Natural Sciences and Engineering Research Council of Canada Funds Big Data Software Tools with $7.3M in Development Funding
News May 01, 2014
Current advanced technologies for genetic analysis have created almost unimaginable amounts of data, measured in petabytes – a million billion bytes. Genomic researchers are keen to analyze these data and identify genetic clues that could point to new ways to prevent or cure cancer. Such an effort, however, requires thousands of high-performance computers working in tandem, along with the yet-unavailable software tools that can coordinate such a daunting and complex exercise.
The Canadian federal government says it is providing $7.3 million in funding for a collaboration – both in Canada and internationally – that will develop tools to effectively manipulate vast amounts of data to help find cures for cancer.
Funded through the Natural Sciences and Engineering Research Council of Canada (NSERC)’s Discovery Frontiers, the project will develop powerful new computing tools, so that researchers can analyze genetic data from thousands of cancers to learn more about how cancers develop, and which treatments work best. At the heart of the project will be a new cloud computing facility, the Cancer Genome Collaboratory, capable of processing genetic profiles collected by the International Cancer Genome Consortium (ICGC) from cancers in some 25,000 patients around the world. The powerful new data-mining tools are expected to be available in 2015 for beta testing by selected cancer genomics and privacy researchers. The facility is planned to be opened to the broader research community in 2016. Researchers will be able to formulate questions about cancer risk, tumour growth, and drug treatments, and extract an analysis against the data.
The collaboration initiated by NSERC also includes federal granting organizations Genome Canada, the Canada Foundation for Innovation (CFI), and the Canadian Institutes of Health Research (CIHR). The partners are providing a total of $7.3 million to the project.
The University of Chicago is also providing key computing resources for the project. In addition, a large initial donation of genomic data will come from the International Cancer Genome Consortium, which is based in Toronto and brings together researchers from some 16 jurisdictions around the world. The university is providing $500,000 to the project.
The International Cancer Genome Consortium is the largest worldwide coordinated effort to produce a catalogue of genetic structure of cancer organisms. Its 10-year goal is to characterize the genetic materials from tumours in 500 patients for each of the major cancer types.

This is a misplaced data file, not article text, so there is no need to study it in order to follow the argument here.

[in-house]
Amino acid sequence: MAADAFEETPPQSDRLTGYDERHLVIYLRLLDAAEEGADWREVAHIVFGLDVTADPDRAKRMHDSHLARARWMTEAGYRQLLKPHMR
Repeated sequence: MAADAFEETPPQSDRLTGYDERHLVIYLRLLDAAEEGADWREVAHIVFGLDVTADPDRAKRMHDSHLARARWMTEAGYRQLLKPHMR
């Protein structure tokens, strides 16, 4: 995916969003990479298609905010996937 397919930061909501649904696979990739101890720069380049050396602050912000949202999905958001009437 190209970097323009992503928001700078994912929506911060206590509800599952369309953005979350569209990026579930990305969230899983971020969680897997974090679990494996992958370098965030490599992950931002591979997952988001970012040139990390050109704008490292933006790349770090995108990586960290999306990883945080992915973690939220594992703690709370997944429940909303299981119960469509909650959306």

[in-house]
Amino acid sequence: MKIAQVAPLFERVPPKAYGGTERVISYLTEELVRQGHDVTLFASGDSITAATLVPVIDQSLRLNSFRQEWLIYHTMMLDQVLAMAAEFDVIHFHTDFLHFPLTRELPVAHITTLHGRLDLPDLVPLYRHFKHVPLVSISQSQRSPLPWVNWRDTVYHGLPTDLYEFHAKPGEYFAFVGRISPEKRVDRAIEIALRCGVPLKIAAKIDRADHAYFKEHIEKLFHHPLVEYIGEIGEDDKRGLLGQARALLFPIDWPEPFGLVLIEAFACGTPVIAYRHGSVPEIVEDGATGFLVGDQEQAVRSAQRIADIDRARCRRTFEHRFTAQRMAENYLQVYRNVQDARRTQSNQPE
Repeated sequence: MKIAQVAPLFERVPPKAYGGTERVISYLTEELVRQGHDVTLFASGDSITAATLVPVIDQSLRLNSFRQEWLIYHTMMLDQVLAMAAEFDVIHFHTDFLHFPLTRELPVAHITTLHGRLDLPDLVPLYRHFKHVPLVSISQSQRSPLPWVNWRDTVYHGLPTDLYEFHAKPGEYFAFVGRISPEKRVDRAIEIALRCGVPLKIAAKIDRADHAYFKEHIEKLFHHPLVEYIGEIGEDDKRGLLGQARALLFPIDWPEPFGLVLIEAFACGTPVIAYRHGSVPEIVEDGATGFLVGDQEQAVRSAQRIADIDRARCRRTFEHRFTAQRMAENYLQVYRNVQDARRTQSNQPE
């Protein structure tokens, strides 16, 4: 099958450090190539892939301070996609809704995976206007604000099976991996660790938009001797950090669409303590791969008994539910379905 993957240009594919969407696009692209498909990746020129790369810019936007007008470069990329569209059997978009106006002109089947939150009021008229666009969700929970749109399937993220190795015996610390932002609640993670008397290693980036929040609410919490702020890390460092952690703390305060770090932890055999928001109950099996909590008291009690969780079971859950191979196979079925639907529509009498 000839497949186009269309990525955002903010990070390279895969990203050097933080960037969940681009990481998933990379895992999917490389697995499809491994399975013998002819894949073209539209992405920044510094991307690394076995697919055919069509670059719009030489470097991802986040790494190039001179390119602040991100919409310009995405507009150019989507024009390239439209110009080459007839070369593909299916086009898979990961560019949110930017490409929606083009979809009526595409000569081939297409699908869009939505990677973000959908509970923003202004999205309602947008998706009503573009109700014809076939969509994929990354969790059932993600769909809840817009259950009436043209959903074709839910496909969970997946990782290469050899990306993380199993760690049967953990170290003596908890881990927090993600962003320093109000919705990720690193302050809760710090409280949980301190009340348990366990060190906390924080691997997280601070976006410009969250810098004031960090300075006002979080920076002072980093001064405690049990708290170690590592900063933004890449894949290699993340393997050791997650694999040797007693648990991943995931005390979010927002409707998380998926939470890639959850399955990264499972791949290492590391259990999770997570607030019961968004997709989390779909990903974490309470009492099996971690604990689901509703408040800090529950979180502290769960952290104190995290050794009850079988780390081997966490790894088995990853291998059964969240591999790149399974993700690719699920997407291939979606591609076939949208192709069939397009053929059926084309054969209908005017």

The collaborators say the project will set up a unique cloud computing facility which will enable research on the world’s largest and most comprehensive cancer genome dataset. Using the facilities of the Cancer Genome Collaboratory, researchers will be able run complex data mining and analysis operations across 10 to 15 petabytes of cancer genome sequences and their associated donor clinical information.
Using advanced metadata tagging, provenance tracking, and workflow management software, researchers will be able to execute complex analytic pipelines, create reproducible traces of each computational step, and share methods and results. This represents a fundamental reversal in the current practice of genome analysis. Rather than requiring researchers to spend weeks downloading hundreds of terabytes of data from a central repository before computations can begin, researchers will upload their analytic software into the Collaboratory cloud, run it, and download the compiled results in a secure fashion.
Since the genetic data used in the Collaboratory is so detailed as to permit personal identification, privacy issues are central to the project’s design. A special team of computer scientists will investigate ways to guard the privacy of everyone whose data are analyzed. These will include techniques to make genetic profiles anonymous without the loss of details that would render the profiles overly vague, and techniques to structure queries from health researchers so they can be processed via secure data storage sites.
“Canada and many other nations around the world have already invested tremendous resources in sequencing of thousands of cancer genomes, but until now there has been no viable long-term plan for storing the raw sequencing data in a form that can be easily accessed by the research community,” says Lincoln Stein, director, informatics and bio-computing program, Ontario Institute for Cancer Research, and professor, Department of Molecular Genetics, University of Toronto. “The Cancer Genome Collaboratory will open this incredibly important data set to researchers from laboratories large and small, enabling them to achieve new insights into the causes of cancer and to develop innovative new ways to diagnose and manage the disease.”
It's easy to take a lot for granted. Scientists do this when they study stress, the force per unit area on an object. Scientists handle stress mathematically by assuming it to have symmetry, but new supercomputer simulations show that at the atomic level, material stress doesn't behave symmetrically. The findings could help scientists design new materials such as glass or metal that doesn't ice up.READ MORE
In late 2017 DeepMind introduced AlphaZero, a single system that taught itself from scratch how to master the games of chess, shogi (Japanese chess), and Go, beating a world-champion program in each case. Today, they announce the evalutation of AlphaZero, published in the journal Science, that confirms and updates those preliminary results.